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2011 Jaguar XJ Performance

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In the XJ, Jaguar pairs its latest V-8 engines with a six-speed paddle-shifted automatic, a relatively lightweight body and an independent suspension -- and entertains the hell out of drivers with the resulting mechanical symphony.

The engines are all derived from the new 5.0-liter V-8 also found in the 2010 Jaguar XF and the XK. There’s a base version with 385 horsepower in the XJ and XJL; a supercharged version with 470 horsepower in either body style; and a supercharged 510-horsepower flavor for the built-to-order XJ Supersport. As the XJ is elsewhere, the engine's far more upfront about its intentions: it's not syrupy or quiet, but quite direct and mechanical in its sound and in its ass-whomping ability. The base car will execute 0-60 mph runs in 5.4 seconds; with the supercharged 470-hp engine, it'll take only 4.9 seconds; and in the Supersport it's estimated at just 4.7 seconds. All versions are limited to a top speed of 155 mph.

Amazing acceleration and nimble handling come with almost no penalty.

The best information gleaned from the official press information: there's no performance penalty whatsoever from the long-wheelbase car and its 50 additional pounds of weight. It's longer, so the very fast and very light power steering (donated by the XFR) gets some tamping-down. Otherwise, it's a win-win-win, if you count acceleration, ride and handling all in a trio.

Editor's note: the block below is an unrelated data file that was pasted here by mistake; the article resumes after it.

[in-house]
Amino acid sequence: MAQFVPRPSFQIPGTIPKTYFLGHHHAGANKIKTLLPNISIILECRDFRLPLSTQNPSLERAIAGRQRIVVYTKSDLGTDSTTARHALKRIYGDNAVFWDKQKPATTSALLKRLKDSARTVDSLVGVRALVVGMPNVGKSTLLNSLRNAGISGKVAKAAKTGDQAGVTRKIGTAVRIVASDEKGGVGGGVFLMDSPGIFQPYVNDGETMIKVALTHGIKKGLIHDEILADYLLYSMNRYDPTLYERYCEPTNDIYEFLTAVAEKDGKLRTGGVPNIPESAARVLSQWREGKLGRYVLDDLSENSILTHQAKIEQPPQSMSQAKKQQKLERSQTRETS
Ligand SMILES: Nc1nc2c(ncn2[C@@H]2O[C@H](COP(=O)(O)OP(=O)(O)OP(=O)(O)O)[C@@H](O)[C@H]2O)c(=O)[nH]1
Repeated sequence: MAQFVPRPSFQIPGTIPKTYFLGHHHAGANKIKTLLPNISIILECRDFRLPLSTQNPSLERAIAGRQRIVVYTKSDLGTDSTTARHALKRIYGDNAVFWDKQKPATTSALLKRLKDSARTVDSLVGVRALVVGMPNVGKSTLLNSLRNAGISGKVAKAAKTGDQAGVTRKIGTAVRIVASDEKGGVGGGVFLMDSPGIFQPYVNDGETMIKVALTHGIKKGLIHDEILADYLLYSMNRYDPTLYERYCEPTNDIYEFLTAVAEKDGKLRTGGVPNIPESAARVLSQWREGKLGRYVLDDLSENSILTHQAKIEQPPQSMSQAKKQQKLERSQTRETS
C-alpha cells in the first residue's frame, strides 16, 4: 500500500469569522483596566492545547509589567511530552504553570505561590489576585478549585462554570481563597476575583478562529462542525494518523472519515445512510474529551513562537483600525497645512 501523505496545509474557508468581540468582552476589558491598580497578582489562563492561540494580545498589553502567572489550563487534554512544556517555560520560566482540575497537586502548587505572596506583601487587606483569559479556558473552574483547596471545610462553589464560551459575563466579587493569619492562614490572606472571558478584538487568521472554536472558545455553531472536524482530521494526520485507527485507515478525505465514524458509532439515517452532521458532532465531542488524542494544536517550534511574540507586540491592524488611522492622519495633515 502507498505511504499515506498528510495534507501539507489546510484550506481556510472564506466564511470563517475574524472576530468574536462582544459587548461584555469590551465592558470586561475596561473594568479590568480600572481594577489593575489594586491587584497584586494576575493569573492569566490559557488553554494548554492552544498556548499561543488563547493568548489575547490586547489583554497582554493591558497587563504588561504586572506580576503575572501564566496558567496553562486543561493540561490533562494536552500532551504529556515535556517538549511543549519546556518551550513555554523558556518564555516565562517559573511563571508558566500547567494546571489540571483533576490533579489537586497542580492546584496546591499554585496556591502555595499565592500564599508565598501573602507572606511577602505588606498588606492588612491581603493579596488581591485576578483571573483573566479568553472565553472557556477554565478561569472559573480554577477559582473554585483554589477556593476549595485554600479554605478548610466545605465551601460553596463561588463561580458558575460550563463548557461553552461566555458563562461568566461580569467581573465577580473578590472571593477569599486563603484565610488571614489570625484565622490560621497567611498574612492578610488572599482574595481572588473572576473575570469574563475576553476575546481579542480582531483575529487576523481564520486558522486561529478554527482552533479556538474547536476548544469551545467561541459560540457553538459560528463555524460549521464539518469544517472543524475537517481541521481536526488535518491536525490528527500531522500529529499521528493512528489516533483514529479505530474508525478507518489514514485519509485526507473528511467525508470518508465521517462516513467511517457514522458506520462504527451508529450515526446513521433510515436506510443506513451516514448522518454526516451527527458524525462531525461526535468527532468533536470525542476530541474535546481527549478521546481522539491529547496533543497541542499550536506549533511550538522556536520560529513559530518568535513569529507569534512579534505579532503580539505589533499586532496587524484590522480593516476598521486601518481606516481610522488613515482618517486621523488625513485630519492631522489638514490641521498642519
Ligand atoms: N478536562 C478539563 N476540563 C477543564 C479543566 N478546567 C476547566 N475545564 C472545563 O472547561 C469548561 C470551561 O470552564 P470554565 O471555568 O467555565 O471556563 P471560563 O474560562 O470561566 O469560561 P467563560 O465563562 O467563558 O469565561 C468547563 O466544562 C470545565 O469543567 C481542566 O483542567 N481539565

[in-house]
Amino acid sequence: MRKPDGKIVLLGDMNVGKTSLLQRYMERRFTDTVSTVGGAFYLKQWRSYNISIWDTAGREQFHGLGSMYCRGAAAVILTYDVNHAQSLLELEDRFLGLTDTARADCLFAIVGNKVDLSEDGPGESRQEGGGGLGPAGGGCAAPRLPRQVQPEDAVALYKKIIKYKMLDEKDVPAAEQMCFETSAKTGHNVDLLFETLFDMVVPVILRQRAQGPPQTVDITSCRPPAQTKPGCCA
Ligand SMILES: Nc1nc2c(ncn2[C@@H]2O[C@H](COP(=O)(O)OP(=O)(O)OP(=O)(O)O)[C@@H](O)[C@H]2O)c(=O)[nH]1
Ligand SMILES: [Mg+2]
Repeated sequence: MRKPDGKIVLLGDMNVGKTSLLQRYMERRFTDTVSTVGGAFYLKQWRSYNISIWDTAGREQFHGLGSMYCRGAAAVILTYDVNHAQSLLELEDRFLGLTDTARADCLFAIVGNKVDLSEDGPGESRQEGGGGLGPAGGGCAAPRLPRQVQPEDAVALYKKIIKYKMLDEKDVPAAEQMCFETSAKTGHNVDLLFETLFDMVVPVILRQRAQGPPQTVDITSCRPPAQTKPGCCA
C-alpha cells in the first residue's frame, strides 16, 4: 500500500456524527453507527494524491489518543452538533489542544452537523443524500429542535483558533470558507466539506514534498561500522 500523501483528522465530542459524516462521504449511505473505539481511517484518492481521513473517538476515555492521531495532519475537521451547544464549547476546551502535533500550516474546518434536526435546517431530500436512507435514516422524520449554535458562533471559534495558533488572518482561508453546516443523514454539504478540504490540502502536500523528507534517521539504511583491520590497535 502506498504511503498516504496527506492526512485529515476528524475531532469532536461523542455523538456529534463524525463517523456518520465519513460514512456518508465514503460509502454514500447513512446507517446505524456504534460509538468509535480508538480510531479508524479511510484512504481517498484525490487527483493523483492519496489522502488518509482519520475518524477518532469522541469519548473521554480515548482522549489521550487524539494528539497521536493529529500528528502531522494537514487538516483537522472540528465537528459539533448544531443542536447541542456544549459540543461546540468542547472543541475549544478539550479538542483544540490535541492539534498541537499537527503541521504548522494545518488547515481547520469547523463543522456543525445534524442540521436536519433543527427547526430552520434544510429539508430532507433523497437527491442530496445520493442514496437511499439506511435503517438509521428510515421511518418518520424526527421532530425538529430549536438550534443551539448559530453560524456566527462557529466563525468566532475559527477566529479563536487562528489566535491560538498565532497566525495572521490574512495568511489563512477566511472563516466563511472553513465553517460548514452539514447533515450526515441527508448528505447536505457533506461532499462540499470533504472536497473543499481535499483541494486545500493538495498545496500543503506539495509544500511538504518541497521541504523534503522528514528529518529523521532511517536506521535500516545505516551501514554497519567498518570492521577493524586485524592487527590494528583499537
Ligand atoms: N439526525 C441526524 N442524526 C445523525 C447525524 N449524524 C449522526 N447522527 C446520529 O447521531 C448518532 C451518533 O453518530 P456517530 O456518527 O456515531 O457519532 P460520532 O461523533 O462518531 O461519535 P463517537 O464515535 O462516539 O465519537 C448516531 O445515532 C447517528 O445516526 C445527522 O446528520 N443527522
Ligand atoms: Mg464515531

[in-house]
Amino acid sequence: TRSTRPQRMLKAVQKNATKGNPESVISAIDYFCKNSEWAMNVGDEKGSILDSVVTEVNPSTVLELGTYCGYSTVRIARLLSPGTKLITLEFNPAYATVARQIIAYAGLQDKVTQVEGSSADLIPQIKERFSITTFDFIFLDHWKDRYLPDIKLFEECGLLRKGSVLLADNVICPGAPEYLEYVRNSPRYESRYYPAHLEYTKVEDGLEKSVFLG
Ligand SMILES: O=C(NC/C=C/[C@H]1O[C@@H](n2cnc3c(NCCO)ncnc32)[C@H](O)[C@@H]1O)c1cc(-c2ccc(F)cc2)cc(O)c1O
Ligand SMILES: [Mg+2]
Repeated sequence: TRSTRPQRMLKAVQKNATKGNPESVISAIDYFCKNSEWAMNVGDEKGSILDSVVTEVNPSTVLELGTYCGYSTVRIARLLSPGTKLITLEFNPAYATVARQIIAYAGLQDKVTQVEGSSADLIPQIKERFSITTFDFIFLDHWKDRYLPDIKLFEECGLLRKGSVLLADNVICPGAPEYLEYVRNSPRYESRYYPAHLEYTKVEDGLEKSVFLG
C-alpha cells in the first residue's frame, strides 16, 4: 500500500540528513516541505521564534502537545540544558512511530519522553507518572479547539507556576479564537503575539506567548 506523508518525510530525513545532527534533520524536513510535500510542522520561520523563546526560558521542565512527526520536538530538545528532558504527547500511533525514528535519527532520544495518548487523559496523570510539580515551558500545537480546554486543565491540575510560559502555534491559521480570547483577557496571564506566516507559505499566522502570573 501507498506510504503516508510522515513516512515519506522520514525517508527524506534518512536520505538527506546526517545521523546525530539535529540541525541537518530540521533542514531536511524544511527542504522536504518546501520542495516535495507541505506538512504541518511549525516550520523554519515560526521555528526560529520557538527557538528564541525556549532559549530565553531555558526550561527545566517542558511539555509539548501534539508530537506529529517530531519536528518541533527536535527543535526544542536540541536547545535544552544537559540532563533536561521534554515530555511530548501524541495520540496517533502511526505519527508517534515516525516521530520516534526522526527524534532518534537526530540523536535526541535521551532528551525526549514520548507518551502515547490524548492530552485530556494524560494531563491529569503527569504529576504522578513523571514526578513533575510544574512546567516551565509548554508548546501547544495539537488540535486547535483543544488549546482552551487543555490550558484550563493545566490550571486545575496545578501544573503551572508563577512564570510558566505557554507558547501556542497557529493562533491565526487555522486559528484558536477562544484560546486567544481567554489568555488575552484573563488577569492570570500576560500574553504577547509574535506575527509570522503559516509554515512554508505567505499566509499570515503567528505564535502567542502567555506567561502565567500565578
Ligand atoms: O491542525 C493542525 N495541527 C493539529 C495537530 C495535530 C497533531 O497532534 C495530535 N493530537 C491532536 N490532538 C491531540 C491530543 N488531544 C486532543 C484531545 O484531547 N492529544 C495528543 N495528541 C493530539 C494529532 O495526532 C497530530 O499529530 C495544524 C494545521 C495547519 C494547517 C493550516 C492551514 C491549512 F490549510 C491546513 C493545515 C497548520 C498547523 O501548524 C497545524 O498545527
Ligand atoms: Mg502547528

On most all performance fronts, the 2011 XJ is blessedly innocent of the worst electronic crimes against ride and handling. You've seen other luxury sedans crippled by too many sensors, too many variables, too much engineering attention. Here's it's more simple: the XJ gets an independent suspension with coils up front and links in back, electronically adjustable air springs in back, and an electronically controlled rear differential on supercharged cars. To fine-tune these settings, JaguarDrive Control allows owners to choose Normal, Dynamic and Winter settings to adjust throttle, steering, transmission and ride quality. Limiting their scope is an enlightened move by a small company that can't pour on the transistors like, say, Lexus. The XJ's better for it: its reflexes are more pure, more predictable, and like Aston Martin's minimal electronic adjustments, there's no wild tangential feel to the individual modes. They're related way more closely than, say, the settings programmed into Audi's chuck-it-now Drive Select system.

Big ventilated disc brakes with anti-lock, brake drying and good pedal feel match the XJ's crisp new feel. And Z-rated tires on 19- or 20-inch wheels stick admirably--though you'll certainly notice the long, storied reputation of Jaguar ride has also been ditched for a taut, athletic feel. The air mattress is gone; long live the Tempur-Pedic precision.

 

 

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